When an officer detains an individual longer than is necessary to write a citation, a traffic stop becomes an investigatory stop. Golphin, supra, at 1174. This additional detention is illegal, unless there is a reasonable or founded suspicion to justify the investigatory stop. Id. Furthermore, the “officer must have an objective and particularized basis for the detention, rather than an inchoate suspicion or hunch.” Napoleon, supra, at 1174, citing Tillman v. State, 934 So.2d 1263, 1273 (Fla. 2006).

“Behavior that is merely ‘suspicious but not demonstrably or conceivably criminal’ does not constitute founded suspicion for an investigatory stop.” Napoleon, supra, at 1174, Hills v. State, 629 So.2d 152, 156 (Fla. 1st DCA 1993). The Napoleon court describes a suspicion leading to the investigatory stop as hunch at best and held that the 20 minute detention after the initial traffic stop was illegal, and reversed the trial court order denying suppression. Napoleon, supra, at 1172.

In the instant case, we have a detention, based upon an expired tag. Officers D. and J. did not have a reasonable or founded suspicion of criminal activity, necessary to justify the client’s detention. The officers should have written a traffic ticket and sent the client on his way. Because the detention of the client was illegal, the evidence here should be suppressed.

The client refused to allow search of his vehicle. However, this is not evidence of any illegal activity, and can never form probable cause for a detention. To rule otherwise would present a law abiding citizen with a Hobson’s choice, of waiving his right and being searched, or asserting his right not to be searched, and being searched as a result of that assertion.

The position, while not uncommon among law enforcement officers, that anyone who refuses a search must have something to hide, ignores the fact that there is nothing illegal, improper, or suspicious about an individual’s decision to invoke his rights under the United States and Florida Constitutions. Those same documents, guarantors of our individual liberty, making this country unique among the nations of the world, allow the right to counsel.

Numerous other Florida courts have held a detention, under similar circumstances, for the length of time at issue here, to be illegal, and granted suppression. See, eg., Hines v. State, 737 So.2d 1182, 1185 (Fla. 1sr DCA 1999); Sparks v. State, 842 So.2d 876, 877 (Fla. 2d DCA 2003); Williams v. State, 869 So.2d 750 (Fla. 5th DCA 2004); Elridge v. State, 817 So.2d 884 (Fla. 5th DCA 2002); Maxwell v. State, 785 So.2d 1277 (Fla. 5th DCA 2001); Hoover v. State, 880 So.2d 710 (Fla. 5th DCA 2004).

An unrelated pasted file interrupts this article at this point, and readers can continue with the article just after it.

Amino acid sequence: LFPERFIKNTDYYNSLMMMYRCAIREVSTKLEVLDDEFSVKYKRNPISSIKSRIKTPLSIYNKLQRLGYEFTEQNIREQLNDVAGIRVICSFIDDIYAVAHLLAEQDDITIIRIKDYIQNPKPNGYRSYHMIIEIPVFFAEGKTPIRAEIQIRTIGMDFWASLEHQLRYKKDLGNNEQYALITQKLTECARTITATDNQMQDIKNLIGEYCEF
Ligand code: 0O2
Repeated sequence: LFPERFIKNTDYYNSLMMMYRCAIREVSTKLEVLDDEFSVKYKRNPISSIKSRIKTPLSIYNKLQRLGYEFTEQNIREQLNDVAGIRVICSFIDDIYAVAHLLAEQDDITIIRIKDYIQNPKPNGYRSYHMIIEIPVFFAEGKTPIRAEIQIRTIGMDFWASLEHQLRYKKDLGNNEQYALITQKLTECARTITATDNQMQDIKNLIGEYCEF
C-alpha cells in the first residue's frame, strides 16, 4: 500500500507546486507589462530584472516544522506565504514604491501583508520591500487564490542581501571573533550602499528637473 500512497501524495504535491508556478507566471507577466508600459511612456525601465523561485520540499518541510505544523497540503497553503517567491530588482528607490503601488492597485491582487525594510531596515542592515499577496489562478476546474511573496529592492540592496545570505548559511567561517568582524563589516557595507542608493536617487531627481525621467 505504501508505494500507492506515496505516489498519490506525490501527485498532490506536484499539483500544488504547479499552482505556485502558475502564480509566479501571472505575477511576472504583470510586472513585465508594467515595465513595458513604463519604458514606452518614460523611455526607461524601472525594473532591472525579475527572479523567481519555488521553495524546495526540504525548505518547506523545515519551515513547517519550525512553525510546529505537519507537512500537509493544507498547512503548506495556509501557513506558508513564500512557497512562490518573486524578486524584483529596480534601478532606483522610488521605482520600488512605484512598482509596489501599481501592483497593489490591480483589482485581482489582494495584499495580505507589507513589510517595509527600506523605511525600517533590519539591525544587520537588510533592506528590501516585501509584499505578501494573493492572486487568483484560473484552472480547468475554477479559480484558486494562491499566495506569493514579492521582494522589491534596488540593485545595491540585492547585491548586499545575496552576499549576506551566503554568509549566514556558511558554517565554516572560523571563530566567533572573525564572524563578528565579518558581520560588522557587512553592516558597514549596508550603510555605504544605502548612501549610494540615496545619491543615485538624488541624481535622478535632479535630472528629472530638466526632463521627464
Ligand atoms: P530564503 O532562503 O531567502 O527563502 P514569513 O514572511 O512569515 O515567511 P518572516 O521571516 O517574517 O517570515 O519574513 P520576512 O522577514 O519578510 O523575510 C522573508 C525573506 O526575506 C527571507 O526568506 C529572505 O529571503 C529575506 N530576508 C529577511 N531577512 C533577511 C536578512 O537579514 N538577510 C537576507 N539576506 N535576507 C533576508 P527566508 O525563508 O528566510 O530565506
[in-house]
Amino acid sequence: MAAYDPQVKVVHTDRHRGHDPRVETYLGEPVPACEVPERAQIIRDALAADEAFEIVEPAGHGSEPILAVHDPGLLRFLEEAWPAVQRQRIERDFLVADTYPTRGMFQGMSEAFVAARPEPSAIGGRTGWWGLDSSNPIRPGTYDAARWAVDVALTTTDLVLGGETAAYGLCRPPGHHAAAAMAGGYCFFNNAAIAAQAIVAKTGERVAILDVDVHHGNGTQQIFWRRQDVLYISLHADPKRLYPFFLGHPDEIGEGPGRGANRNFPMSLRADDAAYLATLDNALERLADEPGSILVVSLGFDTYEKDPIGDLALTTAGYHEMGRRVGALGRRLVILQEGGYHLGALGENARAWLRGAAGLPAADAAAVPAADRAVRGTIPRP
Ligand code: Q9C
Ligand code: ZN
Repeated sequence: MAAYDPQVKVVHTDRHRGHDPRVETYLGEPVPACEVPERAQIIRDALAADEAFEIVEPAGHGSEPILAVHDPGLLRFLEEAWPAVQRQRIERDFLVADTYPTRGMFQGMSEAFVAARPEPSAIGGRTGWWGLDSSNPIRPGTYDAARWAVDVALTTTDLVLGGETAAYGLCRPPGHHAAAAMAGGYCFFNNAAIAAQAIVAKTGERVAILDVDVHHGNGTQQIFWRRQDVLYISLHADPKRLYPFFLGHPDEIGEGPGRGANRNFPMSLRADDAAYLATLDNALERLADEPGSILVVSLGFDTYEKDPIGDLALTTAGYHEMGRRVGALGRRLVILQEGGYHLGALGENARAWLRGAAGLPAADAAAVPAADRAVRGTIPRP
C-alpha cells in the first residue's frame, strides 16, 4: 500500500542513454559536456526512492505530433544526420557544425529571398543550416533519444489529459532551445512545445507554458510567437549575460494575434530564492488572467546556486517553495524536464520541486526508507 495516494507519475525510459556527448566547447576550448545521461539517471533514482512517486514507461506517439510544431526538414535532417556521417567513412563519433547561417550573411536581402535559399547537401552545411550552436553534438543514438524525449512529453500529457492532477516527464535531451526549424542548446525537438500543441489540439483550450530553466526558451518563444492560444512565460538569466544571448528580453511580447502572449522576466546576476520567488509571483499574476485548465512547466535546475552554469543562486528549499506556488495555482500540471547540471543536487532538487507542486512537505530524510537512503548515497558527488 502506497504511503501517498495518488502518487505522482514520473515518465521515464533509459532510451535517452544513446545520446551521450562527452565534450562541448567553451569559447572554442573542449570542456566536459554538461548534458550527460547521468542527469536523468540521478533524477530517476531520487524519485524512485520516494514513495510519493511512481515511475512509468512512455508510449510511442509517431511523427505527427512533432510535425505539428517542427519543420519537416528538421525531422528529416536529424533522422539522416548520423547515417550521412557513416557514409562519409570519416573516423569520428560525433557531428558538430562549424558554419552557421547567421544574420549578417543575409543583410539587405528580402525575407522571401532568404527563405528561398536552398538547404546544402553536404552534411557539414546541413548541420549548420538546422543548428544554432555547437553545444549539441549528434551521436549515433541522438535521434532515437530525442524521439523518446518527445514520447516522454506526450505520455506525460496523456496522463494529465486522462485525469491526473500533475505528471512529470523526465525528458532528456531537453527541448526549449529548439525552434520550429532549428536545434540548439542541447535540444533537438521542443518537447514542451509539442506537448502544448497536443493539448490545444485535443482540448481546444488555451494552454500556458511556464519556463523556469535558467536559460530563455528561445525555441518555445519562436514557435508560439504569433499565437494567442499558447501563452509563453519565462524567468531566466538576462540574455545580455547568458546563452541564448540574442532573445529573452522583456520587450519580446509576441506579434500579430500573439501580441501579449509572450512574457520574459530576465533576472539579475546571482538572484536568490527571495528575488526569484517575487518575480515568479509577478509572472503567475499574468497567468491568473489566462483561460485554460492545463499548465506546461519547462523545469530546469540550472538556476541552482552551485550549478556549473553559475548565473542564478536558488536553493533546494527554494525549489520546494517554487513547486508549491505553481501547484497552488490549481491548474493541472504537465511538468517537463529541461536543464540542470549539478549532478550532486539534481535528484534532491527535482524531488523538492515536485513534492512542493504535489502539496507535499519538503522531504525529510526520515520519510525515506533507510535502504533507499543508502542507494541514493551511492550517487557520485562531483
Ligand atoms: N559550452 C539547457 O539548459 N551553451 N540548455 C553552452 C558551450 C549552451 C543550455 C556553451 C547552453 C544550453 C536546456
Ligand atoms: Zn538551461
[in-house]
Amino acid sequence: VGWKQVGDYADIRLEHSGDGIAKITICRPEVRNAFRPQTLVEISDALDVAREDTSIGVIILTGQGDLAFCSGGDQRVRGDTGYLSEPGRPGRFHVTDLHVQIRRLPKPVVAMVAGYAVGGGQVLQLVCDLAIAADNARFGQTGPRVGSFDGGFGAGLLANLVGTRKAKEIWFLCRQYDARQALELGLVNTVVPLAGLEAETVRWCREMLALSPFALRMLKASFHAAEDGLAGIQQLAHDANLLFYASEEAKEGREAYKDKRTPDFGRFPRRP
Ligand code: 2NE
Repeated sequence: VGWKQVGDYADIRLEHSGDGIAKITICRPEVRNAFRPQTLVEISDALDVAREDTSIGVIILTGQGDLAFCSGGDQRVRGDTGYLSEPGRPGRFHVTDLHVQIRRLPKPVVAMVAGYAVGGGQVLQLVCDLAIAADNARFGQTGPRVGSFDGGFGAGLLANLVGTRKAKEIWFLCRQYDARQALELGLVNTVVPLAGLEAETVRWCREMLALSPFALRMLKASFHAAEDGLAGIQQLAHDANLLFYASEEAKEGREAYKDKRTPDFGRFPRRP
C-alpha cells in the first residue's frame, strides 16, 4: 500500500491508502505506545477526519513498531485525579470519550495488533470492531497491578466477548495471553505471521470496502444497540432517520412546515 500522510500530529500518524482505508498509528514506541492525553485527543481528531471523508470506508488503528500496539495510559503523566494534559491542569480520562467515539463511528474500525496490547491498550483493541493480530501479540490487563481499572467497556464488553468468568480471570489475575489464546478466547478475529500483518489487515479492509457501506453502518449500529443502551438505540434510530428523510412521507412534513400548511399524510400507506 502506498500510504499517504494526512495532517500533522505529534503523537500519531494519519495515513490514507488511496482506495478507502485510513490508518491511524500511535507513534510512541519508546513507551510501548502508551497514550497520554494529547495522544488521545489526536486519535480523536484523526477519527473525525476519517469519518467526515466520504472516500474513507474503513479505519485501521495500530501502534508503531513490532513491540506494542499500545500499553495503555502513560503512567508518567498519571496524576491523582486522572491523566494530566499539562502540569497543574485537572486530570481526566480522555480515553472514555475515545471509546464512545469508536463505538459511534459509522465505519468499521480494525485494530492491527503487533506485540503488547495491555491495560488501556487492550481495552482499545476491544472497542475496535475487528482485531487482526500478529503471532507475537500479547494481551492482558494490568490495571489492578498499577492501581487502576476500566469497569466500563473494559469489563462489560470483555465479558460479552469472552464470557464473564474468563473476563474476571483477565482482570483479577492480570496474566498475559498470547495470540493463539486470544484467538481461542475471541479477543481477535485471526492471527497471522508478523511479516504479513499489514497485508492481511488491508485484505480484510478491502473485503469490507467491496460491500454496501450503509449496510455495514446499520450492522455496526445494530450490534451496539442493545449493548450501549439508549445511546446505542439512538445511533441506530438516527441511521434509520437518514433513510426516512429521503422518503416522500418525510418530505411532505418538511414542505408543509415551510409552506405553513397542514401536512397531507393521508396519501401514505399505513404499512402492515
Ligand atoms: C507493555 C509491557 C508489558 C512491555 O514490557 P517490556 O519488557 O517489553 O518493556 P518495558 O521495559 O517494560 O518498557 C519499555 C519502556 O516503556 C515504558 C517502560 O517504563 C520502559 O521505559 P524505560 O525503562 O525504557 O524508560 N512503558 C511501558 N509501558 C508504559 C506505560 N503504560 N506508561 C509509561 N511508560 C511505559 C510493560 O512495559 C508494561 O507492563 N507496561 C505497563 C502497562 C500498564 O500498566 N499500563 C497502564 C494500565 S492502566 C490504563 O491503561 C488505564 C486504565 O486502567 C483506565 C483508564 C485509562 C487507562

Therefore, not only was this an illegal detention, mandating suppression, but an illegal arrest, mandating suppression. “Every seizure having the essential elements of a formal arrest is unreasonable unless it is supported by probable cause.” Id. at 200, quoting Michigan v. Summers, 452 U.S. 692, 700 (1981).

B. No Probable Cause to Search
The Fourth Amendment to the United States Constitution provides that “[t]he right of the people to be secure in their persons, houses, papers, and effects, against unreasonable searches and seizures, shall not be violated.” U.S. Const. amend. IV; see also art. I, § 12, Fla. Const. Furthermore, searches conducted without prior approval by judge or magistrate are per se unreasonable under the Fourth Amendment, subject to a few exceptions. “Katz v. United States, 389 U.S. 347, 357, 88 S.Ct. 507, 19 L.Ed. 576 (1967).

One exception to the warrant requirement is the “automobile exception,” first established in Carroll v. United States, 267 U.S. 132, 45 S.CT. 280, 69 L.Ed. 543 (1925). Carroll held that a warrantless search of a vehicle based upon probable cause to believe the vehicle contains contraband is not unreasonable. Id. However, case law makes clear that probable cause to search a vehicle is based on the same facts that would justify the issuance of a warrant. See Maryland v. Dyson, 527 U.S. 465, 47, 119 S.CT. 2013, 144 L.Ed.2d 442 (1999) and United States v. Ross, 456 U.S. 789, 823, 102 S.Ct. 2157, 72 L.Ed.2d 572 (1982). The probable cause standard “depends on the totality of the circumstances.” Maryland v. Pringle, 540 U.S. 366, 371 124 S.CT. 795, 157 L.Ed.2d 769 (2003).